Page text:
Kevin's Advising Philosophy in a Nutshell
Our students are the most valuable product of university, even more so than
the research we perform here. New ideas come and go; students continue to
contribute to society for their entire careers.
In addition to the obvious skills required for sound experimental work,
success requires the talent to work independently, be a self-starter, write
well, and be creative! I work one-on-one with my students to develop these
capabilities. Although my strategy will be unique for each student and
evolve as they progress through the program, in general I try to adhere to the
- Students should develop their own research ideas. I help
guide the research in directions that I think will have the most impact and
likelihood of success, but the Ph.D. program is about learning how to do
research. Taste in selecting a good research project and effective
approach are essential skills
- Students should do their own writing. If students can't
express their ideas clearly and persuasively, they won't have impact.
I coach the writing, but generally expect the students to develop initial
drafts and revise themselves.
- Students should present their own work. An effective
conference talk is a great advertisement for the student, and I encourage
frequent presentations in group meetings to help develop the necessary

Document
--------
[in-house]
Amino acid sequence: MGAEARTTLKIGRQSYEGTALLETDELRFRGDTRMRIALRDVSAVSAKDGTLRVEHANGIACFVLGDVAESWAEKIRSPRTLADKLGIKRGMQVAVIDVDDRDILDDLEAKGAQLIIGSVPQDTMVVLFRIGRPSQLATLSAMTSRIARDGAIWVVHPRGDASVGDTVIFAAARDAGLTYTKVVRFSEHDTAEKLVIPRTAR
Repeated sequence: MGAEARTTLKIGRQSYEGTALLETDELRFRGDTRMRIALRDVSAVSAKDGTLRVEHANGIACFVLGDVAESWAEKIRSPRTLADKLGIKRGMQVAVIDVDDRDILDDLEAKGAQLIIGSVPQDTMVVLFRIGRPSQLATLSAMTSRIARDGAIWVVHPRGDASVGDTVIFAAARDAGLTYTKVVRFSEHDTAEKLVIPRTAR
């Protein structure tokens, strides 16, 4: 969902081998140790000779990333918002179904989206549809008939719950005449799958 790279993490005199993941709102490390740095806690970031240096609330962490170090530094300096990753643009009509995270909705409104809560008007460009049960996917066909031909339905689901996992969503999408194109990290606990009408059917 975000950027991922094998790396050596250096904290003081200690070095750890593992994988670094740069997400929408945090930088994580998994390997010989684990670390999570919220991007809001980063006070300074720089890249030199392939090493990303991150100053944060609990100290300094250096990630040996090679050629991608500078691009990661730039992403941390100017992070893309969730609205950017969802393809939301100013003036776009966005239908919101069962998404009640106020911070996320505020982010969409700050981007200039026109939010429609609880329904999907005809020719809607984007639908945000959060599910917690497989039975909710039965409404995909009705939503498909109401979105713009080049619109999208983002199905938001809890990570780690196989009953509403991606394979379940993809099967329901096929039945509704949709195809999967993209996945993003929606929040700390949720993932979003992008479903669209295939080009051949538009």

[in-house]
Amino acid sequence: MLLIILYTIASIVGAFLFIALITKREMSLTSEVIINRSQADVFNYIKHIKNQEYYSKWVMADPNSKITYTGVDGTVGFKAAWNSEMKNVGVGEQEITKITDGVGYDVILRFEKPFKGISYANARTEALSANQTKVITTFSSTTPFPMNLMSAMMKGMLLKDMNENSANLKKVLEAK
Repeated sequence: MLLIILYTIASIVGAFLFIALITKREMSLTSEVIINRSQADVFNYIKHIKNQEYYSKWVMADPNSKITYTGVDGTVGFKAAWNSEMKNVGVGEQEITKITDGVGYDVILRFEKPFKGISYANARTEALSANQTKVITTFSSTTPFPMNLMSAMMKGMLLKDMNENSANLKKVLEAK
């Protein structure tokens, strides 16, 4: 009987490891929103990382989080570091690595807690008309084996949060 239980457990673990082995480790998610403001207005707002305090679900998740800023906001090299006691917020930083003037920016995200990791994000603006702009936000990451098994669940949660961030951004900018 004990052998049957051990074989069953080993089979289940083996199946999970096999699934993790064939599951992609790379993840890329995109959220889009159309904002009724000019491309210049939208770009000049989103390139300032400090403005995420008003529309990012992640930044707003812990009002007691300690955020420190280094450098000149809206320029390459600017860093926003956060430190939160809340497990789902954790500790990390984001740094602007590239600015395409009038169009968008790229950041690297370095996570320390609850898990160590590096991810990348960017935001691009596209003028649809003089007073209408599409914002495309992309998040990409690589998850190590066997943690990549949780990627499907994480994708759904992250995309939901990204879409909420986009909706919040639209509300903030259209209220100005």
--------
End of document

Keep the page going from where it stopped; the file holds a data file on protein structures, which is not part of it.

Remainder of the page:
skills in crafting the slides and delivery.
- Students should be involved in professional activities that are
aligned with their career goals. This develops skills that will be
necessary after graduation and helps ensure that students appreciate the
various activities their career will entail. Depending on specific
career goals, this includes participation in proposals, reviewing, and
reports; organizing workshops and tutorials; releasing open-source tools;
and sitting in on various forms of professional meetings whenever possible.
- Students should network. This includes attending
professional events such as conferences, spending time with visiting
speakers, and emailing directly with colleagues working on related research
(without me as intermediary)
- Students should collaborate. Almost every career, whether
in academia, industry, or government service requires collaboration in the
development and implementation of ideas. Collaboration during graduate
school is valuable training. Furthermore, collaboration usually
produces a synergy as ideas and implementations, are combined, challenged
and improved, making collaboration one of the most effective routes to
success and impact. Most of the work in my group involves
collaborations in groups of 2-3 students and often with the guidance of 2-3
- Students must learn how to balance work and personal lives.
Grad school can be consuming, and the department can easily become the
extent of one's social life. It is important to work when at work and
have fun when away from work!
- Students must learn time management skills. It is
increasingly rare to be able to dedicate oneself to a single task. I
try to help students learn how to multi-task and avoid procrastination.
- Students should stand up for their ideas. I expect and
encourage students to challenge their peers and me in a tactful way when
they have ideas, questions, or clarifications. This is an essential
skill for career success.